President Donald Trump signed a new executive order Thursday in an effort to expand health-coverage options and reduce costs for Americans — an order that Obamacare defenders fear will damage gains made under that health-care law.
The executive order eyes loosening of rules surrounding the issuance of health plans by small businesses, as well as rules about enrollment in short-term health insurance plans — which are less expensive, and less comprehensive than Obamacare health plans.
Trump said the order is “taking the first steps to providing millions of Americans with Obamacare relief.”
“This is promoting health care, choice and competition all across the United States,” Trump said during the signing ceremony in the Roosevelt Room in the White House.
“This is something that millions and millions of people will be signing up for, and they’re going to be very happy. This will be great health care.”
But the order will not necessarily have any significant practical impact on the nation’s health insurance system by the time Obamacare’s next open enrollment season starts next month.
That’s because of the time it takes to propose and take public comment on the potential changes.
And the order does not lift the Obamacare rule that most Americans have some form of health insurance for the year or face a tax penalty.
As a result of that omission, and other factors, it is not clear if the order will have any negative effect on enrollment in individual health plans sold on Obamacare plans that go into effect in 2018.
“I don’t know that it accomplishes all that much” in the short-term, said Gary Claxton, a vice president at the Kaiser Family Foundation, a leading health-care policy research group, when asked about the impact of the order.
But Trump noted that the order is just the beginning of what his administration expects will be other executive actions to reform rules related to the Affordable Care Act, as Obamacare is formally known.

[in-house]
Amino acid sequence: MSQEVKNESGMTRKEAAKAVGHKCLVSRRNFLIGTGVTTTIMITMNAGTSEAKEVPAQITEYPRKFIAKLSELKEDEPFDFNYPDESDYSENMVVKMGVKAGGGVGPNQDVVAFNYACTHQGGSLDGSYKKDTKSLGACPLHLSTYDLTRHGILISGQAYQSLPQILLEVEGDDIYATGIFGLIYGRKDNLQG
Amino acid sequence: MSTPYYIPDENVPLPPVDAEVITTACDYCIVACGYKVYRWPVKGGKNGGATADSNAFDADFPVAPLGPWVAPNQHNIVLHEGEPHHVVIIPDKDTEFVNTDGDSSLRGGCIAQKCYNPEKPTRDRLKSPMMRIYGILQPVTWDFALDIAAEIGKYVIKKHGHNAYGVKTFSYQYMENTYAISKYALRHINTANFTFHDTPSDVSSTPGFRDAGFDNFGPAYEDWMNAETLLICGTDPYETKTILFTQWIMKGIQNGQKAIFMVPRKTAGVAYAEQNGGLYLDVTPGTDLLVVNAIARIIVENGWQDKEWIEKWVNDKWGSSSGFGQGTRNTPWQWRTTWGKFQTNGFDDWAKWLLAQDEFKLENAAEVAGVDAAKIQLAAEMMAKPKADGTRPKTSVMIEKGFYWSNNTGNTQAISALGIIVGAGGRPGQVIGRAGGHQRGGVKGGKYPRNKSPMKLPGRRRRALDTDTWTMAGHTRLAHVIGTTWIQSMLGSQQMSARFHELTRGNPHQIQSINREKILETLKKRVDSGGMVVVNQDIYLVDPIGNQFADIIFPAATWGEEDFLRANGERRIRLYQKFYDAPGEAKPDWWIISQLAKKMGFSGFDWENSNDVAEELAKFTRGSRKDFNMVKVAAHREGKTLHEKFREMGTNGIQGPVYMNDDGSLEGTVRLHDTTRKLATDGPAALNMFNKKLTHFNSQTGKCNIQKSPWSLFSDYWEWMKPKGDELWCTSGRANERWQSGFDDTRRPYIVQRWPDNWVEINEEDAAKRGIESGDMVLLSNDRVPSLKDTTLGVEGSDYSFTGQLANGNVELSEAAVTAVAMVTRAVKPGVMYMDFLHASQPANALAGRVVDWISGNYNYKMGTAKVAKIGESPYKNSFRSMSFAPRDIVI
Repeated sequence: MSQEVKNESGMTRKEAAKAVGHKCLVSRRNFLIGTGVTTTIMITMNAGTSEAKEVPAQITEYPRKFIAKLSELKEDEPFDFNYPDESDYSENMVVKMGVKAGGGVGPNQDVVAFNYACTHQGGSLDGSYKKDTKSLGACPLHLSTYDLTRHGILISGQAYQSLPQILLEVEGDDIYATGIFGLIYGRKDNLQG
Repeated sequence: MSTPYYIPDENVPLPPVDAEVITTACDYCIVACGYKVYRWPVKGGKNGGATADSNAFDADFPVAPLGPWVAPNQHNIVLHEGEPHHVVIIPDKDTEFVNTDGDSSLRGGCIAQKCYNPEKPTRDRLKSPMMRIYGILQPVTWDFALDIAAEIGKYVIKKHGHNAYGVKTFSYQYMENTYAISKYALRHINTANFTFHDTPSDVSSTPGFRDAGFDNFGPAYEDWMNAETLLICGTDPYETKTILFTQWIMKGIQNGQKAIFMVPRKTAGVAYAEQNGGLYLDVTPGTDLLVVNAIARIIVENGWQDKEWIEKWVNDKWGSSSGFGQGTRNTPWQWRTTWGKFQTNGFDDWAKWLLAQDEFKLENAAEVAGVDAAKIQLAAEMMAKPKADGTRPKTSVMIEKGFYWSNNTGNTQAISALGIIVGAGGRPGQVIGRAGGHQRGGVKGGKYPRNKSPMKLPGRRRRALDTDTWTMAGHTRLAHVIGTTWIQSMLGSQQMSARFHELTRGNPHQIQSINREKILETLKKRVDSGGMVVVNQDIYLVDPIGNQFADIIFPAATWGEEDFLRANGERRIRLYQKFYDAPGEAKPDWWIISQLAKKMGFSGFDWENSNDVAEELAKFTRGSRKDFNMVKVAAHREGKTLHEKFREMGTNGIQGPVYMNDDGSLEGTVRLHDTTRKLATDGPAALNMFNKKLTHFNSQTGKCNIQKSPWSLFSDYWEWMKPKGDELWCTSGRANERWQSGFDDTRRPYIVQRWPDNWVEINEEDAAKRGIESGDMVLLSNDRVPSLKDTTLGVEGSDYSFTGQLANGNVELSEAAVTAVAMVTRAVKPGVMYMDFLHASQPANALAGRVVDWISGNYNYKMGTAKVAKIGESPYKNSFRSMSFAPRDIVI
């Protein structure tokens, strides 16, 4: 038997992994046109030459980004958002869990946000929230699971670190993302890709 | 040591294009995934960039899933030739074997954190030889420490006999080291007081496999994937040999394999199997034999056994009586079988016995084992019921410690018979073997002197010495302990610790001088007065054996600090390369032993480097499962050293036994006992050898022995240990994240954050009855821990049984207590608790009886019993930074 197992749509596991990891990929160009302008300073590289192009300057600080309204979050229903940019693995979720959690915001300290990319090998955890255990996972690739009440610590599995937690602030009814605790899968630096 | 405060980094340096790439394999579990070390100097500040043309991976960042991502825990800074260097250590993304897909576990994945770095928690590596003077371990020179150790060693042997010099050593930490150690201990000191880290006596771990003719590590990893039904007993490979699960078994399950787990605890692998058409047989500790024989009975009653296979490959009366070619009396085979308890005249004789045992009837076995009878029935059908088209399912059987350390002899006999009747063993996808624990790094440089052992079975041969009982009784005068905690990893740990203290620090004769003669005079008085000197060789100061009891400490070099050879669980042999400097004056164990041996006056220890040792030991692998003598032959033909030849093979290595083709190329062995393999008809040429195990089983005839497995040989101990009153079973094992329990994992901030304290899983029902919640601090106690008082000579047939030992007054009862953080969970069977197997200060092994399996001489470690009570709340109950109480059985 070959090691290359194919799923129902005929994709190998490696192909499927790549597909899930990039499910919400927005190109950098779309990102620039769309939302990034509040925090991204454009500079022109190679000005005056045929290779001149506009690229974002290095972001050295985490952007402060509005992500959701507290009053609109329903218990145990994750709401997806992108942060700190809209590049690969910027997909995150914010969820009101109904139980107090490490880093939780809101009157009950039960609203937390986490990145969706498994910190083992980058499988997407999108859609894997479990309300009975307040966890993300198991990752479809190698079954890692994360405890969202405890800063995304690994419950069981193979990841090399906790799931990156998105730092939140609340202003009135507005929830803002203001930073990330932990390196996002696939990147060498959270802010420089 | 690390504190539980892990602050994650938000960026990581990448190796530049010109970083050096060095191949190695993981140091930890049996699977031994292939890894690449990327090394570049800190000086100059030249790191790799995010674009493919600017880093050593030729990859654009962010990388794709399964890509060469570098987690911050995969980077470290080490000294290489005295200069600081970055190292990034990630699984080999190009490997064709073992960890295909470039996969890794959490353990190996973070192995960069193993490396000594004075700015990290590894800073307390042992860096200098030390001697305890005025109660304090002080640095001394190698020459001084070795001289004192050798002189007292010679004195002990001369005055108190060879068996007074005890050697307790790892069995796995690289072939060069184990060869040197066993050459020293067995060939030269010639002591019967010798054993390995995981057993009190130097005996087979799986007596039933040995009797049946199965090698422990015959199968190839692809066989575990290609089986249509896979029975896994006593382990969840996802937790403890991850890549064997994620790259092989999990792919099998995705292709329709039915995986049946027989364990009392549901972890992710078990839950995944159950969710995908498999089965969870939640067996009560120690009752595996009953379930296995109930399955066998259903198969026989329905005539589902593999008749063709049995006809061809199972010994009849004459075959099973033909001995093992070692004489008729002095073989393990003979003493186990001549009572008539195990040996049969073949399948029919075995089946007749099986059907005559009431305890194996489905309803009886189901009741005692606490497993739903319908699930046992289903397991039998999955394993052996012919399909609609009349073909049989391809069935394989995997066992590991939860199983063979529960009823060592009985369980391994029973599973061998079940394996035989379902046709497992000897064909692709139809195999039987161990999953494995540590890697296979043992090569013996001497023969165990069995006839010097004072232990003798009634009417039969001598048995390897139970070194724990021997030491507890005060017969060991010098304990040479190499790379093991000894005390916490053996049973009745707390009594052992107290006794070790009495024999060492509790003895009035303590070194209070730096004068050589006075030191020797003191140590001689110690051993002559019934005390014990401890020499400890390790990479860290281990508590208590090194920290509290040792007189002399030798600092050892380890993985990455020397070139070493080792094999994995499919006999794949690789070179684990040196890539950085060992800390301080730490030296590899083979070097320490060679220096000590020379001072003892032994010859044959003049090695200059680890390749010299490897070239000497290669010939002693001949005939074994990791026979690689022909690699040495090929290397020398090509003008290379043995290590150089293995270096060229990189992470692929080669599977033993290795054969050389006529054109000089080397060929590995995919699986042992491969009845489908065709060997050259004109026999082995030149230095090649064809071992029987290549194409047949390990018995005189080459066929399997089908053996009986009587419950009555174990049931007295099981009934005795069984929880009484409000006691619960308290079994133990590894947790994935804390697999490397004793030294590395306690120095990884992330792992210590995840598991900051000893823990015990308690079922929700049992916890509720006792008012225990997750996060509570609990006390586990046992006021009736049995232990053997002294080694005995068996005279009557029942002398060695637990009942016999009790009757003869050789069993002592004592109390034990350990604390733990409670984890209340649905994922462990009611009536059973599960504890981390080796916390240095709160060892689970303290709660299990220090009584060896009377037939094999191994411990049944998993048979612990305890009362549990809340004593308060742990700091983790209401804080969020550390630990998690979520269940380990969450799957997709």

Other changes will be coming in the next several months, officials said.
Claxton said if the administration ends up loosening enforcement of the Obamacare coverage mandate, “it could be disruptive, and it could happen very quickly.”
The order comes after months of failed efforts by Trump and Republican leaders to get Congress to pass legislation that would repeal and replace Obamacare.
Senior administration officials on Thursday said Trump still believes such legislation needs to happen, but that the president is signing the order Thursday because of a need to provide relief to people whom the administration claims are suffering because of Obamacare.
“Obamacare is failing,” said a fact sheet distributed by the administration in advance of the order. “The status quo is not delivering quality healthcare options for the American people, who are facing higher premiums and fewer options.”
Officials pointed out that they expect that half of the counties in the United States will have just one insurer offering Obamacare individual health plans next year, up from one-third of such counties this year. They also noted double-digit proposed premium increases for 2018 as evidence of Affordable Care Act’s problems.